In targeting migrant families for immigration enforcement, Trump administration officials have defended the operations being carried out by U.S. Immigration and Customs Enforcement (ICE) by saying these individuals have had due process and access to attorneys and interpreters.
Noncitizens who have truly had their day in court and been found to be removable—because they are here illegally and fail to qualify for relief from deportation, such as asylum—should be returned. This is vital for maintaining the integrity of the immigration system and discouraging future migration of people with less than legitimate claims. But the process must be fair, especially in the case of vulnerable populations. What we have seen in these circumstances is anything but.
Since last September, the U.S. government has operated accelerated dockets in ten cities to handle the rising number of cases of families in immigration court—the same locations where ICE was expected to launch major enforcement actions earlier this month. The threatened operations have not yet materialized to the level expected, likely because they were announced in advance by President Trump, in turn sparking civil-society mobilization and anxiety in immigrant communities across the country.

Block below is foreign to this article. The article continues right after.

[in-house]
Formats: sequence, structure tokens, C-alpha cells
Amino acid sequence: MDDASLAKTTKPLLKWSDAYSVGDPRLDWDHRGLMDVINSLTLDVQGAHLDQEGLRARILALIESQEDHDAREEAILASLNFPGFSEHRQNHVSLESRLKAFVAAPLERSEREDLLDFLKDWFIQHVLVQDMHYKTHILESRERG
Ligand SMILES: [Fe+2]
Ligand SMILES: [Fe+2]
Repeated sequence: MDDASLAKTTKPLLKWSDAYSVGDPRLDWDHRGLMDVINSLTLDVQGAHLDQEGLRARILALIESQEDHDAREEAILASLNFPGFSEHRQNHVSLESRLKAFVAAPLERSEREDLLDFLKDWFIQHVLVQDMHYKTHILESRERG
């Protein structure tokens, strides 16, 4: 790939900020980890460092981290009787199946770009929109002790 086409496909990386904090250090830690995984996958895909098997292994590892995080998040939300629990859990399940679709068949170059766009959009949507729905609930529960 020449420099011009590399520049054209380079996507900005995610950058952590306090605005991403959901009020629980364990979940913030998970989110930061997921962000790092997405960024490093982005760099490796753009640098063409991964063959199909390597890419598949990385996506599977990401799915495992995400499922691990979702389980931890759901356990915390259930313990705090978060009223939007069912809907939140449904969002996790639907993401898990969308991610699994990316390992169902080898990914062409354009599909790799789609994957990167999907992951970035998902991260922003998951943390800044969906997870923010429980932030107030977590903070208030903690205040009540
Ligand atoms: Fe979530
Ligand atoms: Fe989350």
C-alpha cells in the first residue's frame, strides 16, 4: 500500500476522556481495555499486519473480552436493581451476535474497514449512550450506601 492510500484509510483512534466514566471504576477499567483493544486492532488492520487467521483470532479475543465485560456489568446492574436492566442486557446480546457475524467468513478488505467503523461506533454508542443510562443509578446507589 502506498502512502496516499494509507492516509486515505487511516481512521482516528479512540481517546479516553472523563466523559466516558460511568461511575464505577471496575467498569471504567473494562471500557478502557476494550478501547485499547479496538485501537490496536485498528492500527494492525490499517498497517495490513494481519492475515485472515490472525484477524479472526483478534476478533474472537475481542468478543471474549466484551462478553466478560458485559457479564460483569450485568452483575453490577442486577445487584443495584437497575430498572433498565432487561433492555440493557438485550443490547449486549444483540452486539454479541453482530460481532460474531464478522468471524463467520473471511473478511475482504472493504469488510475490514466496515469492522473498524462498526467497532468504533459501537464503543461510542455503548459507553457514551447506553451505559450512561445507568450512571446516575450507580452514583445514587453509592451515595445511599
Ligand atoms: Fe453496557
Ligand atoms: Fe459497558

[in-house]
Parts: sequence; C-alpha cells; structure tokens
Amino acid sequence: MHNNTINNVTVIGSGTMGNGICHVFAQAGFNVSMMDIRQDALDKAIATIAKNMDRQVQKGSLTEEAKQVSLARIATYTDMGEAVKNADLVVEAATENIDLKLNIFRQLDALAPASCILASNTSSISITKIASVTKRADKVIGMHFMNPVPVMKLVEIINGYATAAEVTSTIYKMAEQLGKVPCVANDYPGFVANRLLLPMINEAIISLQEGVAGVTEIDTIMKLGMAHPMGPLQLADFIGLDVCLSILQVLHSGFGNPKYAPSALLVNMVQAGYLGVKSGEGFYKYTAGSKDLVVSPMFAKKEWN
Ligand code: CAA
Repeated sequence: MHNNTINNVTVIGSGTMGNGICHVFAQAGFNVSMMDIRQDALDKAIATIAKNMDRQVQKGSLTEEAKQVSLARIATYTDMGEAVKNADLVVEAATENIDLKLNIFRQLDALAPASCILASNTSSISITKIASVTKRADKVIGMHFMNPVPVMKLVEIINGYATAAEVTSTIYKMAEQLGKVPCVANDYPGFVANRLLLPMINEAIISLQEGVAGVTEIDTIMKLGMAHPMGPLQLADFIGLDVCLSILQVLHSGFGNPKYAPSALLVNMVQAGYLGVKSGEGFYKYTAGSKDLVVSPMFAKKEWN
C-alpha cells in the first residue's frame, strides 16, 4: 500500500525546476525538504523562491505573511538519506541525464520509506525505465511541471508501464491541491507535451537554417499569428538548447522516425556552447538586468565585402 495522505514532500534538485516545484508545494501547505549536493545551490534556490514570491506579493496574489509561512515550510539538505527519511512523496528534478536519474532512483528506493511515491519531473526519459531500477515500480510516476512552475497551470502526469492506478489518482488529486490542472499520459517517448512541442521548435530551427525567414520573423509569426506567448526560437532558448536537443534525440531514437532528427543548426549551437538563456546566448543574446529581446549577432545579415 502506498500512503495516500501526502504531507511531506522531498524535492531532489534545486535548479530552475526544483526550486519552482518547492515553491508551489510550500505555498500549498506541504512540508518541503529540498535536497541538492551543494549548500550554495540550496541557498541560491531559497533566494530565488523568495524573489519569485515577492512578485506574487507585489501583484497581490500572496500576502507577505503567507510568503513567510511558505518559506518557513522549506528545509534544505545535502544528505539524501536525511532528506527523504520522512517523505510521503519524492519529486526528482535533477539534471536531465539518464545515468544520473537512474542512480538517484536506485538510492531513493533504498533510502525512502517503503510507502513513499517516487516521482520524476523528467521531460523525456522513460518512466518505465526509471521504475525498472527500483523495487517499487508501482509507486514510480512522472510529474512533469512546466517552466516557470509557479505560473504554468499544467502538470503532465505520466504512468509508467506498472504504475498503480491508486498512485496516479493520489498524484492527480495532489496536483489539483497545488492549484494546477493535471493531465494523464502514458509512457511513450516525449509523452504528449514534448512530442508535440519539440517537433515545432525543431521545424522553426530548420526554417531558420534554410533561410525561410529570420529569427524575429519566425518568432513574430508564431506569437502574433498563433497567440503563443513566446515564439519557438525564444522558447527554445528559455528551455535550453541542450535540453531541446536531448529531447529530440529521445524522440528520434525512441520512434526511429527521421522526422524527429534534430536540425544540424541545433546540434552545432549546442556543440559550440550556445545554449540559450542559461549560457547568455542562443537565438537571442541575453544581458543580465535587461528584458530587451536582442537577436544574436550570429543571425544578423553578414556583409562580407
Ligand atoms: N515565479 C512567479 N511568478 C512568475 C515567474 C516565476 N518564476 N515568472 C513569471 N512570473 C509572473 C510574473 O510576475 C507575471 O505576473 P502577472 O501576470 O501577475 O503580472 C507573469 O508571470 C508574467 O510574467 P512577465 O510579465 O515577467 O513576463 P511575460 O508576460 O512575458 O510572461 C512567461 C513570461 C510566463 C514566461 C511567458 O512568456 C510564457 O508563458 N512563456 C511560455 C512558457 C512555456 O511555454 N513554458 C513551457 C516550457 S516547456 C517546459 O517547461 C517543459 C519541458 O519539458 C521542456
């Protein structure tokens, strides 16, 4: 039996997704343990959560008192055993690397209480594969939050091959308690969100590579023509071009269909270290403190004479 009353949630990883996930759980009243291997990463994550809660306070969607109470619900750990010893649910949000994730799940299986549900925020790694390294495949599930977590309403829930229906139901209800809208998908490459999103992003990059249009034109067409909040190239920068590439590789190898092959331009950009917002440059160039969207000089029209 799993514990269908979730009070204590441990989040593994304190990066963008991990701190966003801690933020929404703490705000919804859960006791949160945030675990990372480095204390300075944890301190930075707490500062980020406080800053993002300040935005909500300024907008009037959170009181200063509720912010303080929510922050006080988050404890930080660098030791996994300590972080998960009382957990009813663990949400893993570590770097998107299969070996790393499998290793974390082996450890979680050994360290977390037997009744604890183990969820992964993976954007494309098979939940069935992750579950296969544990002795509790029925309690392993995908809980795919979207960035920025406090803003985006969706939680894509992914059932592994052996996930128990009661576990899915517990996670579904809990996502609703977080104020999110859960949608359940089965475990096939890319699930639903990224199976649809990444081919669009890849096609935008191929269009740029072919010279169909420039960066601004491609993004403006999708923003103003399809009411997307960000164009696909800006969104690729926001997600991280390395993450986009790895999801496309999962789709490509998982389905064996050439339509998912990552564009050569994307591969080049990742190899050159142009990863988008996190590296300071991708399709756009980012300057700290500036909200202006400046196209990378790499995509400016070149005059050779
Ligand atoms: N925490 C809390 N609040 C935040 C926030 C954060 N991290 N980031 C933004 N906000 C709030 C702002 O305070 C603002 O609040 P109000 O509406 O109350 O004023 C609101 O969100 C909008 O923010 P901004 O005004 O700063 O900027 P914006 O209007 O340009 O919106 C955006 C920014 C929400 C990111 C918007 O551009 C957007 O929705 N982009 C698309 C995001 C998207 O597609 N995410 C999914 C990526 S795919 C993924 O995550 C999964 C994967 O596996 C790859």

Nearly 17,000 cases have been completed on the accelerated dockets, with 80 percent resulting in in absentia removal orders, meaning the families were not in court when a judge ordered them removed. By regulation, immigration judges must issue in absentia removal orders if the Department of Homeland Security (DHS) has established that the foreign nationals are removable and that they received written notice about the hearing.
While at first glance this exceedingly high in absentia rate might suggest the migrants had gone underground and refused to appear, the reality is the system often hinders or even makes it impossible for them to appear, particularly on an accelerated docket. To blame? The complicated legal process and administrative weaknesses in the immigration court system, alongside the confusion migrants often experience in a foreign country.
The current operation of the immigration court system persistently flies in the face of U.S. principles of due process and equal justice. The formal notices to appear, which inform migrants of their court dates and obligations, are exclusively printed in English. And many migrants apprehended recently at the U.S.-Mexico border and released into the United States pending a future immigration court date have not been given these notices because border processing has been overwhelmed by crisis-level numbers.